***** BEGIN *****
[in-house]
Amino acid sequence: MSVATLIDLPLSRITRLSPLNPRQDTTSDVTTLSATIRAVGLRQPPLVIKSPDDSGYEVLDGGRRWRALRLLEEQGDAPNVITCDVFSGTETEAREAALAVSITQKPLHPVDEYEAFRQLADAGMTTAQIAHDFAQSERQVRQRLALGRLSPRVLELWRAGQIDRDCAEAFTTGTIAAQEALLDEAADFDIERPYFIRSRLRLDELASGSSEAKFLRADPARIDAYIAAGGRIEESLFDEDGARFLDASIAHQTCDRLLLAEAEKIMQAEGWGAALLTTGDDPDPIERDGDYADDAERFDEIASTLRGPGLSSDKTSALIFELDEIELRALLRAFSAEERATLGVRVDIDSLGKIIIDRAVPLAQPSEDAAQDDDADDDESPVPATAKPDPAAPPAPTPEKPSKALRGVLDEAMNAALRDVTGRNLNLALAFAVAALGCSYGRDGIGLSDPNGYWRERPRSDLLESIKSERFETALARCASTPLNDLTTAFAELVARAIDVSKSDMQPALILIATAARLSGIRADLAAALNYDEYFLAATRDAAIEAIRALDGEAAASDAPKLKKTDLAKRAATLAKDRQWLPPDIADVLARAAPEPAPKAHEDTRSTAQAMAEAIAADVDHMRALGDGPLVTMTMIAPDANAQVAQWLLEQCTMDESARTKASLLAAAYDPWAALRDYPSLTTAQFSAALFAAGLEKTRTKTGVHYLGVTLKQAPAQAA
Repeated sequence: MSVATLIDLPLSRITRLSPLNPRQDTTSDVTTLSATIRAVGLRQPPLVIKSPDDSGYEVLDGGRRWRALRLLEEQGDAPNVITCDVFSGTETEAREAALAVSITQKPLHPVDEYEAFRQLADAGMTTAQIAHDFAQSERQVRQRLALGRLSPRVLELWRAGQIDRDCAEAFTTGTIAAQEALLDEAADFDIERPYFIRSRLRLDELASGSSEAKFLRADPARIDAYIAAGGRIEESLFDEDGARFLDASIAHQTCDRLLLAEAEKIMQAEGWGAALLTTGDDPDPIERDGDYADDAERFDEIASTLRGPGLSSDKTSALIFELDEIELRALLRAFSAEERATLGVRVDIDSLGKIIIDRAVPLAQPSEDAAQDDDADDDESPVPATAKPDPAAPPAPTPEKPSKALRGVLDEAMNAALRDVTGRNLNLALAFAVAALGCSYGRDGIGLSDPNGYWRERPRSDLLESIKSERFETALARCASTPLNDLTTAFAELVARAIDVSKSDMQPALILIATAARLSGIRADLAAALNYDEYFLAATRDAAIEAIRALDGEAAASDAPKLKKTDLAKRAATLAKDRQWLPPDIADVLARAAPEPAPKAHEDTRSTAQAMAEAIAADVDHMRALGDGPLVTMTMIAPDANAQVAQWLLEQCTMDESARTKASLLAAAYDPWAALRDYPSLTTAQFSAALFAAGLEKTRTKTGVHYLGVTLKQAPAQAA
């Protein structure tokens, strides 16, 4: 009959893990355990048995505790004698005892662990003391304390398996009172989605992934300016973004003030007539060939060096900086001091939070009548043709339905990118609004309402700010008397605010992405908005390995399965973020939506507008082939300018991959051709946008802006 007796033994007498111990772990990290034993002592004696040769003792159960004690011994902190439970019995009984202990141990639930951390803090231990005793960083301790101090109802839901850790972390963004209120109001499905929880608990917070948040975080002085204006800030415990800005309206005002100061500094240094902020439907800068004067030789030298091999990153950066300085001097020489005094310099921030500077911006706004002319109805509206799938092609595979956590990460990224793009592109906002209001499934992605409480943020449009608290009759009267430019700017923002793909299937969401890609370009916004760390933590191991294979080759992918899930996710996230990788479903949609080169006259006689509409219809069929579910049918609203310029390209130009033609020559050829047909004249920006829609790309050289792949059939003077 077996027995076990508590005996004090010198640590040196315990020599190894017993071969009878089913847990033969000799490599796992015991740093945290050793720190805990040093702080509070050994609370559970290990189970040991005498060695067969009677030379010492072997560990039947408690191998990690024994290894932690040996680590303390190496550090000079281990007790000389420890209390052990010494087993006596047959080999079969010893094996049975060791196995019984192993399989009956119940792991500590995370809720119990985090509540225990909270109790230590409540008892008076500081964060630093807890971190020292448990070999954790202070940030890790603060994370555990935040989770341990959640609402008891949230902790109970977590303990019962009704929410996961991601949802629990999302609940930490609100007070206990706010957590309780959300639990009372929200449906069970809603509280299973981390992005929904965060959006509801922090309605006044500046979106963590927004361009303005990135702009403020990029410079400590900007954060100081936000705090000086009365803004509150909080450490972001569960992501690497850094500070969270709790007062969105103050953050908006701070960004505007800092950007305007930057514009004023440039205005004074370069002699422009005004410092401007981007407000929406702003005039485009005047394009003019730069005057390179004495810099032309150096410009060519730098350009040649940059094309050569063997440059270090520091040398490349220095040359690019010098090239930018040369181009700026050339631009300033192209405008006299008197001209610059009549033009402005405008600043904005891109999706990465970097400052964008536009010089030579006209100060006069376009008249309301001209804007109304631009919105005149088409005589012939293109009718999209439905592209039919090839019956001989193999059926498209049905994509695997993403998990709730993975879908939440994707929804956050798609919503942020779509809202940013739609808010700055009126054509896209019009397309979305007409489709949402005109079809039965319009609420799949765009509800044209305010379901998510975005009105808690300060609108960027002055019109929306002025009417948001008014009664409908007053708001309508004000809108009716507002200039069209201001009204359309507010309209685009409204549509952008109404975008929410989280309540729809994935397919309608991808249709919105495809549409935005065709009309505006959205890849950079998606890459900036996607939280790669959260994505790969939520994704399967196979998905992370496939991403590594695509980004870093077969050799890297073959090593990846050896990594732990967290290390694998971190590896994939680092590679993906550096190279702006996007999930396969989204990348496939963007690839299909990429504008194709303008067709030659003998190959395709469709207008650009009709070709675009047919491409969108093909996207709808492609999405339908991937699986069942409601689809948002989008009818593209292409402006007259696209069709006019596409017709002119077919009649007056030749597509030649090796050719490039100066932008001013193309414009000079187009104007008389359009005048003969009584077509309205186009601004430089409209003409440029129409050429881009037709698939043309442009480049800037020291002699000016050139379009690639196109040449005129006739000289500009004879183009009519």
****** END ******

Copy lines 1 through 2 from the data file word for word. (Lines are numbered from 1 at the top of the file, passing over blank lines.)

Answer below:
[in-house]
Amino acid sequence: MSVATLIDLPLSRITRLSPLNPRQDTTSDVTTLSATIRAVGLRQPPLVIKSPDDSGYEVLDGGRRWRALRLLEEQGDAPNVITCDVFSGTETEAREAALAVSITQKPLHPVDEYEAFRQLADAGMTTAQIAHDFAQSERQVRQRLALGRLSPRVLELWRAGQIDRDCAEAFTTGTIAAQEALLDEAADFDIERPYFIRSRLRLDELASGSSEAKFLRADPARIDAYIAAGGRIEESLFDEDGARFLDASIAHQTCDRLLLAEAEKIMQAEGWGAALLTTGDDPDPIERDGDYADDAERFDEIASTLRGPGLSSDKTSALIFELDEIELRALLRAFSAEERATLGVRVDIDSLGKIIIDRAVPLAQPSEDAAQDDDADDDESPVPATAKPDPAAPPAPTPEKPSKALRGVLDEAMNAALRDVTGRNLNLALAFAVAALGCSYGRDGIGLSDPNGYWRERPRSDLLESIKSERFETALARCASTPLNDLTTAFAELVARAIDVSKSDMQPALILIATAARLSGIRADLAAALNYDEYFLAATRDAAIEAIRALDGEAAASDAPKLKKTDLAKRAATLAKDRQWLPPDIADVLARAAPEPAPKAHEDTRSTAQAMAEAIAADVDHMRALGDGPLVTMTMIAPDANAQVAQWLLEQCTMDESARTKASLLAAAYDPWAALRDYPSLTTAQFSAALFAAGLEKTRTKTGVHYLGVTLKQAPAQAA